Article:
Skipping Breakfast Increases Likelihood of Life-Long Health Problems

Sofie Blaj, Staff Writer

It’s not unusual for students to rush off to school without much more in their stomach than half a granola bar or an undercooked piece of toast.

According to a University of Minnesota study, approximately 60% of students skip breakfast each morning.

For years, we have heard from adults that breakfast is the most important meal of the day, yet most of us continue to ignore this wisdom.

“I’m always in such a rush and it’s really hard to eat something healthy yet fast, so normally, I just don’t eat anything,” said freshman Harley Venable.

Venable added that he finds it hard to focus during class when he is hungry. As a result of his frequently famished state, he purchases a lot of hot lunches in the cafeteria.

Breakfast is particularly important because it replenishes the nutrient stores that have been depleted since dinner time. Replacing these essential vitamins, minerals, and energy stores is a necessity for students who hope to function optimally at school.

It can be challenging to eat right so early in the morning, especially when we’re rushed; however, skipping breakfast does much more harm than good.

Those who make it a regular practice to eat breakfast generally have healthier lifestyles than those who don’t. Not eating in the morning can cause fatigue, headaches, and can diminish mental performance throughout the day, according to Healthline, a website that publishes health and wellness information.

An article published by Athlos Academies, a charter school network, outlined the academic boost that eating breakfast brings to students. For example, children who eat breakfast reportedly perform better on standardized tests than those who skip out on eating.

The more often we skip breakfast, the more we normalize and reinforce a bad habit, 1 that may end up staying with us as we age.  WebMD outlined that those who skipped breakfast regularly are 87% more likely to die from heart-related causes later on in life.

According to, a health channel that promotes healthy living and lifestyle, children who skip breakfast are significantly heavier than those who do eat breakfast. Furthermore, kids who skip are more likely to look towards high-sodium and high-fat snacks instead of food high in fiber and filled with essential nutrients.

Excess sodium present in many junk foods is detrimental to the overall condition of our bodies. An article published by LiveScience says that eating unhealthily could result in many problems with the heart and liver.

Students who skimp out on healthy breakfasts also have poor time management skills and see an overall decrease in school performance.

Making time for breakfast does more than fuel our tank so that we can be at our physical and mental best. It also trains us to make good decisions throughout the day. For example, many of the students I’ve observed complaining about skipping breakfast also tend to skip lunch.

While high schoolers who restrict themselves may see this as a method of weight loss, these students are actually predisposed to heavily snacking while at home, filling their bodies with junk and fat that does not give the requisite energy our bodies need, but does get stored as fat and facilitates weight gain.

Part of the problem is that students do not know what constitutes a nutritious breakfast. Breakfast should consist of a variety of food including a dairy product, whole grains and a source of protein.

The National Institute of Diabetes and Digestive and Kidney Diseases states on its web site, “Many teens need more of [these] nutrients [such as] calcium, vitamin D, potassium, and fiber.” Each day, teenagers should have a total fiber intake of 25-31 grams in order to maintain healthy bodily functions. 4 servings a day of calcium is recommended to keep our bones healthy and strong.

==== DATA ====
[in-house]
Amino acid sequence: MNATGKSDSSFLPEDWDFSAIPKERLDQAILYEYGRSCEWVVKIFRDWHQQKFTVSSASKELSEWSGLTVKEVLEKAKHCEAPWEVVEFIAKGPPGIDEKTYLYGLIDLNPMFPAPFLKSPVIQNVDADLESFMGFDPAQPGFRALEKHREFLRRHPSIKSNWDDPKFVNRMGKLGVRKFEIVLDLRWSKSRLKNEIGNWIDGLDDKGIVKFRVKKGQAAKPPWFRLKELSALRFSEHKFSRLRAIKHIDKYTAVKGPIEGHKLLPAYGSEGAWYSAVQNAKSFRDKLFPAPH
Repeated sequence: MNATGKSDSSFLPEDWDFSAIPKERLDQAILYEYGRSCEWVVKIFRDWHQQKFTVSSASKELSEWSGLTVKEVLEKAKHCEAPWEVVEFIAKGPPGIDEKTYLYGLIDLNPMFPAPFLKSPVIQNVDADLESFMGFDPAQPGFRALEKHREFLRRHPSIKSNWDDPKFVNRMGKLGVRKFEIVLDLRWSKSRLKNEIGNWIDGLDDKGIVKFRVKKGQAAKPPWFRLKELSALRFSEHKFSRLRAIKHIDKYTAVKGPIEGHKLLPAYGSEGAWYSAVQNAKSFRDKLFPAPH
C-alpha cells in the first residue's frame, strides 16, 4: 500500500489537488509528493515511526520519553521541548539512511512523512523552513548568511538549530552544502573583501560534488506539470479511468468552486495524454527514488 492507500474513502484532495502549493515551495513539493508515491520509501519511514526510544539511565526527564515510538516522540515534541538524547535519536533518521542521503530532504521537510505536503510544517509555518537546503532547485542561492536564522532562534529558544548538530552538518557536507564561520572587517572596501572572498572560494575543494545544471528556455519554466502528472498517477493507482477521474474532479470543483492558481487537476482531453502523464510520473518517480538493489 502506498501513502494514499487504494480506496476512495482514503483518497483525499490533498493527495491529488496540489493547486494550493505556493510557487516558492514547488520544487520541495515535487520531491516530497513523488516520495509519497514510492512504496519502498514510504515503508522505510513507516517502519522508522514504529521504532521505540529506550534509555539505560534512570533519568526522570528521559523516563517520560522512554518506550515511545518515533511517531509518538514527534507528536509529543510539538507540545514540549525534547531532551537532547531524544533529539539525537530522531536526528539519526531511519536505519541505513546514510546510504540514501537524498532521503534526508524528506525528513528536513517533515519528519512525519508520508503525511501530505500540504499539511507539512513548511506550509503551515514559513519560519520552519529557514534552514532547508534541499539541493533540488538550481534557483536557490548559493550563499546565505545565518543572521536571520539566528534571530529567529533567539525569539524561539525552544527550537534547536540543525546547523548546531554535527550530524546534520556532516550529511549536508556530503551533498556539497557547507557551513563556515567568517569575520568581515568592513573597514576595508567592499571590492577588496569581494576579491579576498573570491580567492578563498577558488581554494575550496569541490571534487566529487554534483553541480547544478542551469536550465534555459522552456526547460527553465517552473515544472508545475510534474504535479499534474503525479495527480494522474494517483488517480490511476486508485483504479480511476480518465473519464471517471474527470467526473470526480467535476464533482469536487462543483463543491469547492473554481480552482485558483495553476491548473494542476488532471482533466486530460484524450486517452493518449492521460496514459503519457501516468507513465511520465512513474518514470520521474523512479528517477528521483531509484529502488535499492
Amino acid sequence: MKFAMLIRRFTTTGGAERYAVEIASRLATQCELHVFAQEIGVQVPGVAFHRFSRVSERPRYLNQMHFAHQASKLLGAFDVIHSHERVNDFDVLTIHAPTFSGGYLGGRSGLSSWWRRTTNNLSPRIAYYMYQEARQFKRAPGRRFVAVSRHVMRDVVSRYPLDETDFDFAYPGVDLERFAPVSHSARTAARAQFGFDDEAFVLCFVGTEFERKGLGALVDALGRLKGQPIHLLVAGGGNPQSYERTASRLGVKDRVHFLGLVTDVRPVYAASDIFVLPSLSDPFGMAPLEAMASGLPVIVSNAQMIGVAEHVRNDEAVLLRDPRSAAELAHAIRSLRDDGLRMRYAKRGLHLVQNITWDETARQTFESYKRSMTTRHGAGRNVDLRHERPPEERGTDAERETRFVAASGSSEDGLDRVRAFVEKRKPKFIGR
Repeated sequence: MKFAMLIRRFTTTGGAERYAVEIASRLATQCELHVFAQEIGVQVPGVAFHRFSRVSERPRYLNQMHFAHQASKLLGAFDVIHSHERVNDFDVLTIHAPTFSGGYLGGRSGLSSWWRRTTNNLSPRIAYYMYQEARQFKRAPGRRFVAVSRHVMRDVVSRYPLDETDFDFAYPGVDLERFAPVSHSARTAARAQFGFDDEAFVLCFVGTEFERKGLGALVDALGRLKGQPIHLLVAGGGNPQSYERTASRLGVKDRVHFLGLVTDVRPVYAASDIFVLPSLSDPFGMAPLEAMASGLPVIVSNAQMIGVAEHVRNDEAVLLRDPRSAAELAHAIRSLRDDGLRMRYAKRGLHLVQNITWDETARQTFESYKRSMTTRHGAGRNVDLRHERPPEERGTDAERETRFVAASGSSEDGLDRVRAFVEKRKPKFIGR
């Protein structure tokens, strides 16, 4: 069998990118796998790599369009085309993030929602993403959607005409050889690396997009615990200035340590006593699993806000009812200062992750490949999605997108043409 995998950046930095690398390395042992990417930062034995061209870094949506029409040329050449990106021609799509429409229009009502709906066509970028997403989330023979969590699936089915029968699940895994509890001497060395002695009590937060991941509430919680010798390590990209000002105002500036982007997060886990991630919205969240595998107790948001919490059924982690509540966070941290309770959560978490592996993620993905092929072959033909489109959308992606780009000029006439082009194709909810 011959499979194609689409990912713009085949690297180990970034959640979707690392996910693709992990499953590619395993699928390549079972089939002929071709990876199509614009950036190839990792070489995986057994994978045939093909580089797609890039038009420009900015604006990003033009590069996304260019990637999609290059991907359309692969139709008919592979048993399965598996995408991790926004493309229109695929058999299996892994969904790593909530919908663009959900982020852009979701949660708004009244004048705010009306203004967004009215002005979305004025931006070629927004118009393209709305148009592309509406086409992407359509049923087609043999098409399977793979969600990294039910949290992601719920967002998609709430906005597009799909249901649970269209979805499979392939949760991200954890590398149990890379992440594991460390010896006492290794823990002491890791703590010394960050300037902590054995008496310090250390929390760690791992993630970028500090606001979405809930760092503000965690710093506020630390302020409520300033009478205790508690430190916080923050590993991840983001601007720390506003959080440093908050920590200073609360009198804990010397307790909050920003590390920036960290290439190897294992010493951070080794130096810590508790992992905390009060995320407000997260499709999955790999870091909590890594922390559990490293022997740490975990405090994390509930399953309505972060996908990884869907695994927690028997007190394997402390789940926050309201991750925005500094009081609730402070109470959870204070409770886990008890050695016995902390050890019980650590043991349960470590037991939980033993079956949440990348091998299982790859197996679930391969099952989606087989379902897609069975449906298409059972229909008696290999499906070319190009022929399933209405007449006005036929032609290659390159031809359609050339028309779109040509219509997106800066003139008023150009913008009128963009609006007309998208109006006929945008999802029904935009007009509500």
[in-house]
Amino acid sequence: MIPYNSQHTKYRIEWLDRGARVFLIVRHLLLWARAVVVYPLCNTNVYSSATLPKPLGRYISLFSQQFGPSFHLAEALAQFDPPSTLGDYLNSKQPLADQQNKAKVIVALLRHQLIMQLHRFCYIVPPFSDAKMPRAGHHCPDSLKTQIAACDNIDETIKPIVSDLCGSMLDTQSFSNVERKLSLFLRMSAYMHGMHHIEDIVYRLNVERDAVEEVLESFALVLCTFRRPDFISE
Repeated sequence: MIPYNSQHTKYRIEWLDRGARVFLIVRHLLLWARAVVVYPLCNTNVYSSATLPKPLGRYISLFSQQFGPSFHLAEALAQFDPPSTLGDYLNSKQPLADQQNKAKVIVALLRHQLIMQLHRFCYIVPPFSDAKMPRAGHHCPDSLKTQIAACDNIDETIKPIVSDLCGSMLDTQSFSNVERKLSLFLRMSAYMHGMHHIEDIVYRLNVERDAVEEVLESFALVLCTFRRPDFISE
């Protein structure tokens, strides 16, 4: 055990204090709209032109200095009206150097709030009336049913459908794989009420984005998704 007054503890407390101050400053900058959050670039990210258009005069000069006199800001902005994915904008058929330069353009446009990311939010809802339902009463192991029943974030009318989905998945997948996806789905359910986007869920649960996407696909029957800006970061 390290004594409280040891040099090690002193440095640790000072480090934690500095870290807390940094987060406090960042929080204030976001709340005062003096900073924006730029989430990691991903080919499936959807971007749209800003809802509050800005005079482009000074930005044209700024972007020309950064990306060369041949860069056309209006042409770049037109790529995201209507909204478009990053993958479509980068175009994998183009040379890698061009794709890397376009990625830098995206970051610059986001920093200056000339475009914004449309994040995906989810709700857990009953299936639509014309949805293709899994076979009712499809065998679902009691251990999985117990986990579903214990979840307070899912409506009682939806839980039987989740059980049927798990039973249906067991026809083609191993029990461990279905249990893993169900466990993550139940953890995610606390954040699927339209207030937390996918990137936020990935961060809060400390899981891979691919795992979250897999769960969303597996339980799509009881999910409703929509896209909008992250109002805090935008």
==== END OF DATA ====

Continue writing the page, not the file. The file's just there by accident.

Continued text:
Ultimately, children require fewer calories than adults and teenagers but every amount varies based on gender and activity level. However, these calories need to have nutritional value. Poptarts and Cinnamon Toast Crunch every morning for breakfast will not cut it.

Charles Hanson, a Walnut Creek pediatrician, said, “If you do not eat breakfast at all, it definitely impacts your learning and all kids should eat a hearty breakfast in the morning.”

Hanson added that, although some teens feel sluggish after eating breakfast, it is important to give the body the nutrients it needs to perform sufficiently.

Examples of breakfasts that fulfill the needs of a typical teen include oatmeal with berries and peanut butter, an egg omelet with vegetables and cheese, or a bowl of yogurt with granola and fruit on top. These will keep us full and focused throughout the school day. We have learned vigorously about the food pyramid throughout middle school and Human Social Development, so formulating a healthy breakfast shouldn’t be that difficult when most of these simple ingredients are staples in everyone’s pantry.

The real issue lies with our laziness.

To stop skipping breakfast or finding ourselves rushing and eating an unhealthy breakfast, there are many small lifestyle changes we can make. If students wake up even 5 minutes earlier, this will provide more than enough time to eat a healthy meal before school. And, students can try to set out breakfast the night before so they remember the following morning.

Simply going to bed at a reasonable hour will also allow students to get up on time in the morning and have time to put effort into their breakfast. A healthy breakfast doesn’t always have to be a home-cooked meal. If you truly are running late, that’s no excuse to skip breakfast. A bar low in sugar and high in protein could suffice on the walk to school.

Kids should put thought into what they eat. If we continue to run on iced coffee until lunch, we are likely to be unproductive, unhappy, and unhealthy for a lifetime.